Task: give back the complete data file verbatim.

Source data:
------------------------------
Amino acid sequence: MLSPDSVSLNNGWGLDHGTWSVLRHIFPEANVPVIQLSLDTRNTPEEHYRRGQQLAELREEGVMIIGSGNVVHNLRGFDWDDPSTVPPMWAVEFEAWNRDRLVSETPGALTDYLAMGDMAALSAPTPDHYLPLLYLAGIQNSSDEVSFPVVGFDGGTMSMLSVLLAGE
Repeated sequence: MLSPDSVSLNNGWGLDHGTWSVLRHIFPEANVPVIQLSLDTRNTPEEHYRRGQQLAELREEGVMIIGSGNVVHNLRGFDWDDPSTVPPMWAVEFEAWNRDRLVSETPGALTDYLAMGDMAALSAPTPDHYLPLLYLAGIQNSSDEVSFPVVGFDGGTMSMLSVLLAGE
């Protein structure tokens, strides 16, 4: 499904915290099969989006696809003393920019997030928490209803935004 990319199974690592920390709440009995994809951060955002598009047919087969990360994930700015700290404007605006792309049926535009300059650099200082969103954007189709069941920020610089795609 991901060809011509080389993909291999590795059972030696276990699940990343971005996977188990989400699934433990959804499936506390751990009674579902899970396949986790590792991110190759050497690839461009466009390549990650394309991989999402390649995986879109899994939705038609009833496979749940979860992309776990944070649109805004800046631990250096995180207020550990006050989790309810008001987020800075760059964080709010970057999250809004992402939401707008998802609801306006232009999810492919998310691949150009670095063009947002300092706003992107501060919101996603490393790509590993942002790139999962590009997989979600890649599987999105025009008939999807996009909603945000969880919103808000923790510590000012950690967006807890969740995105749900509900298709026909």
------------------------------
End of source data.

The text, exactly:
Amino acid sequence: MLSPDSVSLNNGWGLDHGTWSVLRHIFPEANVPVIQLSLDTRNTPEEHYRRGQQLAELREEGVMIIGSGNVVHNLRGFDWDDPSTVPPMWAVEFEAWNRDRLVSETPGALTDYLAMGDMAALSAPTPDHYLPLLYLAGIQNSSDEVSFPVVGFDGGTMSMLSVLLAGE
Repeated sequence: MLSPDSVSLNNGWGLDHGTWSVLRHIFPEANVPVIQLSLDTRNTPEEHYRRGQQLAELREEGVMIIGSGNVVHNLRGFDWDDPSTVPPMWAVEFEAWNRDRLVSETPGALTDYLAMGDMAALSAPTPDHYLPLLYLAGIQNSSDEVSFPVVGFDGGTMSMLSVLLAGE
């Protein structure tokens, strides 16, 4: 499904915290099969989006696809003393920019997030928490209803935004 990319199974690592920390709440009995994809951060955002598009047919087969990360994930700015700290404007605006792309049926535009300059650099200082969103954007189709069941920020610089795609 991901060809011509080389993909291999590795059972030696276990699940990343971005996977188990989400699934433990959804499936506390751990009674579902899970396949986790590792991110190759050497690839461009466009390549990650394309991989999402390649995986879109899994939705038609009833496979749940979860992309776990944070649109805004800046631990250096995180207020550990006050989790309810008001987020800075760059964080709010970057999250809004992402939401707008998802609801306006232009999810492919998310691949150009670095063009947002300092706003992107501060919101996603490393790509590993942002790139999962590009997989979600890649599987999105025009008939999807996009909603945000969880919103808000923790510590000012950690967006807890969740995105749900509900298709026909």